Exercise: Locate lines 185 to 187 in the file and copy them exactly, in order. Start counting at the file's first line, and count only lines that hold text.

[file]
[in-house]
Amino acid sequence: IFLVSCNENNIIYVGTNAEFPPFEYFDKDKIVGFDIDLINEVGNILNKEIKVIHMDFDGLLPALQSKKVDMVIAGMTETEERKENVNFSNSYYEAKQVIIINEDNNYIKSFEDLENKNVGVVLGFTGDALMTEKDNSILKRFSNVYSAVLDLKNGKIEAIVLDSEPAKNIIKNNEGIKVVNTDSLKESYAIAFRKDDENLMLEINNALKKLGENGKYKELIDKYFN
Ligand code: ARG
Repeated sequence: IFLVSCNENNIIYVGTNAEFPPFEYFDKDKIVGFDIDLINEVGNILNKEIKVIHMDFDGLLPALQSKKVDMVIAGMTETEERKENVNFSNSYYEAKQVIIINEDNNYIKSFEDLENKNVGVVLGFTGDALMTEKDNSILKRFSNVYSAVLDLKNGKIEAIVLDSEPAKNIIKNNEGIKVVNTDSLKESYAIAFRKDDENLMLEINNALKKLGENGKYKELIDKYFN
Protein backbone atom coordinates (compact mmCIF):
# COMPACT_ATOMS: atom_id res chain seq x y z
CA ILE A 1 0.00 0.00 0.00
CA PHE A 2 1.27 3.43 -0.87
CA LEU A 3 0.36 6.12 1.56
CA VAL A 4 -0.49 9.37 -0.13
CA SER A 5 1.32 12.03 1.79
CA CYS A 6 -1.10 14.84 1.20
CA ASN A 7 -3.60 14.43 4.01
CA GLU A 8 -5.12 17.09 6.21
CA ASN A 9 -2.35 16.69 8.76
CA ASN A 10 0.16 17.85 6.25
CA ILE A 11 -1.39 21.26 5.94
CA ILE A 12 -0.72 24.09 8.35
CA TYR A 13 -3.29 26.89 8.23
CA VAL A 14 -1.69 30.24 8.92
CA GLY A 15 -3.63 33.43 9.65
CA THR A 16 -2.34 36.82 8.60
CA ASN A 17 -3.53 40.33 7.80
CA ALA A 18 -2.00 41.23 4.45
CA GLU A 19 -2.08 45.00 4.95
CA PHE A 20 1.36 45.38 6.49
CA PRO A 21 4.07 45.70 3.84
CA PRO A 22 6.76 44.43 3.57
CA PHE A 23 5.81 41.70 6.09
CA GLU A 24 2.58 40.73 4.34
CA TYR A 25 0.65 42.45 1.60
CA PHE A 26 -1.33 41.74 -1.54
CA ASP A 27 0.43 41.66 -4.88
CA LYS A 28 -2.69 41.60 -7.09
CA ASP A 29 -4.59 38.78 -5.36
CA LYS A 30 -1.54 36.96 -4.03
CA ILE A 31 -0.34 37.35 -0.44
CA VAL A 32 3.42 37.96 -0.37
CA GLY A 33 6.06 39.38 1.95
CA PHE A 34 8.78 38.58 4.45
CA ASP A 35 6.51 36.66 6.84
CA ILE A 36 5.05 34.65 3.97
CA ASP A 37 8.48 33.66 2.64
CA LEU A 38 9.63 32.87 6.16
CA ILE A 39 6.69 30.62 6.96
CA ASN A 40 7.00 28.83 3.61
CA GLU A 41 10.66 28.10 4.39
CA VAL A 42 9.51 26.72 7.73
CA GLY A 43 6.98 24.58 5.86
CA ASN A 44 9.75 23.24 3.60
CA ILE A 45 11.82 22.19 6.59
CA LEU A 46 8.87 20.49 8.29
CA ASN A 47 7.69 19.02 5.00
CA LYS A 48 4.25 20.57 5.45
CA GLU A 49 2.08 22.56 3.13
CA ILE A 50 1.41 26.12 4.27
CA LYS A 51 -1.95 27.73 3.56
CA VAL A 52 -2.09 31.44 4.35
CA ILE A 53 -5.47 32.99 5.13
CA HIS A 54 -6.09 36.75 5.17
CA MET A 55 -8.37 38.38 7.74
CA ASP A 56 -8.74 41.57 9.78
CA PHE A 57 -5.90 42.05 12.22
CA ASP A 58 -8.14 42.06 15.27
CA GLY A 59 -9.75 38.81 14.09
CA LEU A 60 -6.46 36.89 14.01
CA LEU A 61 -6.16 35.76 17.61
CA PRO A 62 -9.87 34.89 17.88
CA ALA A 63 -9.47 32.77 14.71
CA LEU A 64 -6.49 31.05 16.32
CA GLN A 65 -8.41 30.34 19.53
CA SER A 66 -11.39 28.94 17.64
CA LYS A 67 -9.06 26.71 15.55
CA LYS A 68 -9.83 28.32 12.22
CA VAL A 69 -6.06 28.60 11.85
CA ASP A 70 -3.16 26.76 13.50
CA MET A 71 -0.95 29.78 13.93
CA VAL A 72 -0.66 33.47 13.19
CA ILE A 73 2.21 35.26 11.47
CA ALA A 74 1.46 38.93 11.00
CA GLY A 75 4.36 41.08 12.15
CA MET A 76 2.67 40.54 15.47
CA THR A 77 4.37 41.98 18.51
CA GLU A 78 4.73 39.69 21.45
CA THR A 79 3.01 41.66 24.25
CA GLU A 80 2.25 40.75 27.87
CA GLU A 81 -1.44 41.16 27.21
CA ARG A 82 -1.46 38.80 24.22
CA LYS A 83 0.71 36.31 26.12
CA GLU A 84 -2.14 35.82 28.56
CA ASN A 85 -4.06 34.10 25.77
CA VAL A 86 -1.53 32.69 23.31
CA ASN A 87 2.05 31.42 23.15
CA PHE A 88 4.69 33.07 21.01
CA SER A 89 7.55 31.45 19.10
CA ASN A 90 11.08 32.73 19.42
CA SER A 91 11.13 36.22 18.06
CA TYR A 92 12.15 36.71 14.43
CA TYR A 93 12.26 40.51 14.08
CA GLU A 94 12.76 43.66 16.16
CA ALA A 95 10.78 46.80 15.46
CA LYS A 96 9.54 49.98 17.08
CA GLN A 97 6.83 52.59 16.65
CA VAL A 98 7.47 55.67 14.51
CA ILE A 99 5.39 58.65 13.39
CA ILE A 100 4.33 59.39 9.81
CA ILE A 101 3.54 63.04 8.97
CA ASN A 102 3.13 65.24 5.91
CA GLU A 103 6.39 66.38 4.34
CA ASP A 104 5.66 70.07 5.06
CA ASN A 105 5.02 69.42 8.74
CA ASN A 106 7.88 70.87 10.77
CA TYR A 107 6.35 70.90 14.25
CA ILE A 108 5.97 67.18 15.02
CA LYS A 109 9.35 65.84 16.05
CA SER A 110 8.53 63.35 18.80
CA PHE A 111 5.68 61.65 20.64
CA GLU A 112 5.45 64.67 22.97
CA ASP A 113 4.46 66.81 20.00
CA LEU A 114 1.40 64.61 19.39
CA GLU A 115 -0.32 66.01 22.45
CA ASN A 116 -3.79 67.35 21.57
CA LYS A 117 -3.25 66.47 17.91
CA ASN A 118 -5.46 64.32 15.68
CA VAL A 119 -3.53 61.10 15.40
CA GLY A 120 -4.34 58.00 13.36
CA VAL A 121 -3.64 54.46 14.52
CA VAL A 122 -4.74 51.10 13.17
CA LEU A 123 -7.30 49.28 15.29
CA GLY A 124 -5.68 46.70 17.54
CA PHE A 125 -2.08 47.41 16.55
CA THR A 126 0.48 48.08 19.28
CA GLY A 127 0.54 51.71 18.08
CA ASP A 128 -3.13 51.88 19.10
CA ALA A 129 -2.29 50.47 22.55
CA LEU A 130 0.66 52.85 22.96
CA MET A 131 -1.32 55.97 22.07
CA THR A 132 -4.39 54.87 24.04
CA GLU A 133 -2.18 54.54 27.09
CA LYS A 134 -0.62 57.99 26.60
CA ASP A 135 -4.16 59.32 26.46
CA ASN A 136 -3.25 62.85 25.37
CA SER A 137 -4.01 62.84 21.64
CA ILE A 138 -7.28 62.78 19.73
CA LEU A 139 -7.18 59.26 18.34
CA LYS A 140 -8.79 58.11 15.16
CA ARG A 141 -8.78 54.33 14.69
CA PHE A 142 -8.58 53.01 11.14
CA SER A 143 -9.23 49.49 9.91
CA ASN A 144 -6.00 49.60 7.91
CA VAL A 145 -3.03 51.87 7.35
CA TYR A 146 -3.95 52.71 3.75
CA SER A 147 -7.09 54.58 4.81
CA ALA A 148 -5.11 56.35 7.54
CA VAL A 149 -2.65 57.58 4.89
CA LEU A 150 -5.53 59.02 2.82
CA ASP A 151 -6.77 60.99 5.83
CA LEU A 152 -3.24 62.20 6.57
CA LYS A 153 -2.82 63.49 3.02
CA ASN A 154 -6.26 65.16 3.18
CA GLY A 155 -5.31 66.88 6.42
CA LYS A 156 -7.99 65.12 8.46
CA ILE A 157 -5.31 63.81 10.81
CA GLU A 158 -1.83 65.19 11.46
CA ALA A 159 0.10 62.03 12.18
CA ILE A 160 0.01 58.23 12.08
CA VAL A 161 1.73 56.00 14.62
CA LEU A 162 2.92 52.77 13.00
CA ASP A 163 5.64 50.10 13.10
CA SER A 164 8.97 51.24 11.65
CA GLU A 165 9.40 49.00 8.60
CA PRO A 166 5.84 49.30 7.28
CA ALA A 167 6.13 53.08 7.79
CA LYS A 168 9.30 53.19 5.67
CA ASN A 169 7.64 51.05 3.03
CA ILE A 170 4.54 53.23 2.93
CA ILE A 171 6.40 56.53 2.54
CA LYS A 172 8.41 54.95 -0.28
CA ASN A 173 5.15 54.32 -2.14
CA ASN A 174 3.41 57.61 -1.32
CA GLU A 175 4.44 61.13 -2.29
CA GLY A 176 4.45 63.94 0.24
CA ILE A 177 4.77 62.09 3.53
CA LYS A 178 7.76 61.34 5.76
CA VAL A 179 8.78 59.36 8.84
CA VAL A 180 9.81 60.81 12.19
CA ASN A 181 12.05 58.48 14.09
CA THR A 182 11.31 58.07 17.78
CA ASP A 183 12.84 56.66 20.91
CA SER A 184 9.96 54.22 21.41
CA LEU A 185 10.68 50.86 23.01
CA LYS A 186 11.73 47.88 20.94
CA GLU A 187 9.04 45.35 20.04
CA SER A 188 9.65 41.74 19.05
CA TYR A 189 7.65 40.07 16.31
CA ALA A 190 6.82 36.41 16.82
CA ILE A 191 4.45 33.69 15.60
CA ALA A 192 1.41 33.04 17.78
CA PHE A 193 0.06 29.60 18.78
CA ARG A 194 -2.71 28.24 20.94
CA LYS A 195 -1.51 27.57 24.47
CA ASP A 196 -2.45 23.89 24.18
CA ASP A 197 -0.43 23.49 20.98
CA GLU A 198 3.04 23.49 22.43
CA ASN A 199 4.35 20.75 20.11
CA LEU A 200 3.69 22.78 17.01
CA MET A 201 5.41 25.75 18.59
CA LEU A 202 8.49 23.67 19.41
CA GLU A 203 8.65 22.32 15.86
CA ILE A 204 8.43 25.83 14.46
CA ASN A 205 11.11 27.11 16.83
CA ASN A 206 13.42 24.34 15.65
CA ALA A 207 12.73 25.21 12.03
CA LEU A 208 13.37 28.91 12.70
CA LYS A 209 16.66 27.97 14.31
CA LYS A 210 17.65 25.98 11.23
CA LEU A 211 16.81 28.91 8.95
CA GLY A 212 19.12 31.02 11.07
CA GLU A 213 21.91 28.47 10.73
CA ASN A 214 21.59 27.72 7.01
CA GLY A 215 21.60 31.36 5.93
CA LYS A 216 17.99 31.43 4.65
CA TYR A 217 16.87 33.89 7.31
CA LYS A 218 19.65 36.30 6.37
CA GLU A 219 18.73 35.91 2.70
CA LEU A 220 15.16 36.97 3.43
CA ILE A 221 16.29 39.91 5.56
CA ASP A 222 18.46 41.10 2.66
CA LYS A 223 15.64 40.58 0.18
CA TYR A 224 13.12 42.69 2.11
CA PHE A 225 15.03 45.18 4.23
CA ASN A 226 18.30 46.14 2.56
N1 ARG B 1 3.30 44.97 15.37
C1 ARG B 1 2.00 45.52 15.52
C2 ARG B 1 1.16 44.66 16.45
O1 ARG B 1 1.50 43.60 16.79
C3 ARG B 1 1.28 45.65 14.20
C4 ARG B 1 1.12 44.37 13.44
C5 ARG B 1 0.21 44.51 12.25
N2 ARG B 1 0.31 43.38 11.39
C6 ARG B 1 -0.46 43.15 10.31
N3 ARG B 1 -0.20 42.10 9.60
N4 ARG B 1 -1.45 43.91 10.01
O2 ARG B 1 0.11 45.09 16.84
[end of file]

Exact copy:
CA VAL A 179 8.78 59.36 8.84
CA VAL A 180 9.81 60.81 12.19
CA ASN A 181 12.05 58.48 14.09